What are the pros and cons?

We’ve previously covered some of the main pros and cons of these long term streams of income. They tend to suit those retirees who want a higher level of certainty than that which is offered by their private savings or their Account Based Pension. Some retirees will receive an Age Pension and use an annuity or similar to ‘top up’ their current payments. Some will have an Age Pension, an Account Based Pension and a lifetime income stream. It depends very much on your individual circumstances and the strategies you can use to maximise your savings and assets.  One often over-looked aspect of lifetime income streams is that the security of a defined payment over an extended period of time (or the rest of your life) can sometimes allow the recipient to relax and spend more than they may otherwise have done. 

How do you buy a lifetime income stream?

As you will have gathered, there are quite a lot of decisions involved in accessing this form of income, including which product, how long for, how much you hope to be paid and death benefits for a surviving spouse. Most such products are made available through adviser networks as they need careful explanation. It is quite difficult to compare these products on an ‘apples with apples’ basis as many offer different investment options, different fee structures and more or less flexibility. You could start by discussing this with your super fund to see if they offer such a product. And if not, which company’s product they would suggest you consider.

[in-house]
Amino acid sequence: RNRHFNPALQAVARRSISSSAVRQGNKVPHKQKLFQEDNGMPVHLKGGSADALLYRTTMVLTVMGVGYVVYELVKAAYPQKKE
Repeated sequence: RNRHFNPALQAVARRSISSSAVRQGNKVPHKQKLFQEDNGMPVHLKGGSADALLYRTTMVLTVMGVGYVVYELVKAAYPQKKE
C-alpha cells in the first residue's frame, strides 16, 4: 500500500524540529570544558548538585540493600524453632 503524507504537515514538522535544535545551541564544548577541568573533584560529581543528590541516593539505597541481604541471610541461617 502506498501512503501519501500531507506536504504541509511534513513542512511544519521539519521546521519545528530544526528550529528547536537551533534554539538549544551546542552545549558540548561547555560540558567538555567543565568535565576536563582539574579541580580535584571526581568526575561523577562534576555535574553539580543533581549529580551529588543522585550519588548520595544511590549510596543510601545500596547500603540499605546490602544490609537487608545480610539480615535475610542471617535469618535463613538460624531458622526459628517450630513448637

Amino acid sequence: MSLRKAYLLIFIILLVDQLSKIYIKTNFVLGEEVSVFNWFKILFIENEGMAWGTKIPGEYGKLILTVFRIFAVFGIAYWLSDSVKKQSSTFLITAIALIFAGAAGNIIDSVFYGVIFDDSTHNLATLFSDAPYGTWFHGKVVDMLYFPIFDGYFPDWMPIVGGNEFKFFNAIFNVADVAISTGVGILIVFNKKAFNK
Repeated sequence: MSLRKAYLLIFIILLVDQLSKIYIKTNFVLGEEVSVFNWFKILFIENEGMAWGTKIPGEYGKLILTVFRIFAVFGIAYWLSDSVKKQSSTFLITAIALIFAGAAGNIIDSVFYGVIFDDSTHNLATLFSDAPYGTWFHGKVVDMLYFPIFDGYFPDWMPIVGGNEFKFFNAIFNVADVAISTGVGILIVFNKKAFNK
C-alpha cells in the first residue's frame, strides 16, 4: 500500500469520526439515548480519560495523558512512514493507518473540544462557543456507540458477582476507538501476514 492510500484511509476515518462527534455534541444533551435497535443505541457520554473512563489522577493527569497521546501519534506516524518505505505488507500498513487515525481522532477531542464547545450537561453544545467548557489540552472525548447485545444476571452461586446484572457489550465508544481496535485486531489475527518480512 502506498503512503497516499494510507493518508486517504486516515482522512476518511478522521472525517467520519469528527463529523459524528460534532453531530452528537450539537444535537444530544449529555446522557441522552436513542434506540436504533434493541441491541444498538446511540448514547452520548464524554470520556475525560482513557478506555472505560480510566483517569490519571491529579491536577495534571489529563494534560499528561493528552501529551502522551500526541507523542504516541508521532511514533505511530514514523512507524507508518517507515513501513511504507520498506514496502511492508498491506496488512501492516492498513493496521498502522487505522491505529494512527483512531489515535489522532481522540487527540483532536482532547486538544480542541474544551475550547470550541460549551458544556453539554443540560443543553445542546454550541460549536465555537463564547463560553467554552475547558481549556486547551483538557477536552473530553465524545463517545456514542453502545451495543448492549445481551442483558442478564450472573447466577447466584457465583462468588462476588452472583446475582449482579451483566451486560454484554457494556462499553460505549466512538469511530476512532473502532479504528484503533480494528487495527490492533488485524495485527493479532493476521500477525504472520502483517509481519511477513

The lifetime income streams receive a partial ‘discount’ when it comes to Age Pension eligibility. For those that commence on or after 1 July 2019, the rules will generally assess: 60% of the purchase price of the lifetime income stream until age 84, subject to a minimum of 5 years; and. 30% of the purchase price thereafter. Read the full detail on Centrelink assessment here.

You can also read more detail about these income streams on the government’s Moneysmart website. If you are already receiving a full Age Pension you won’t receive any further Centrelink benefits from holding one of these products.  Part pensioners and those not currently eligible for the Age Pension (due to assets or income) could see some benefits.  One of our Retirement Forecaster appointments can help you understand the Centrelink benefits from investing in these types of products. 

How Retirement Essentials can help

To better understand how a lifetime income stream could fit into your retirement planning you could book a retirement forecaster appointment.  Our advisers can help you to understand the various advantages and disadvantages and outline what your options are to use your super or savings to set up a lifetime income stream. 

What’s your view of these products? 

Would they give you more confidence to spend? 
Or are they not for you?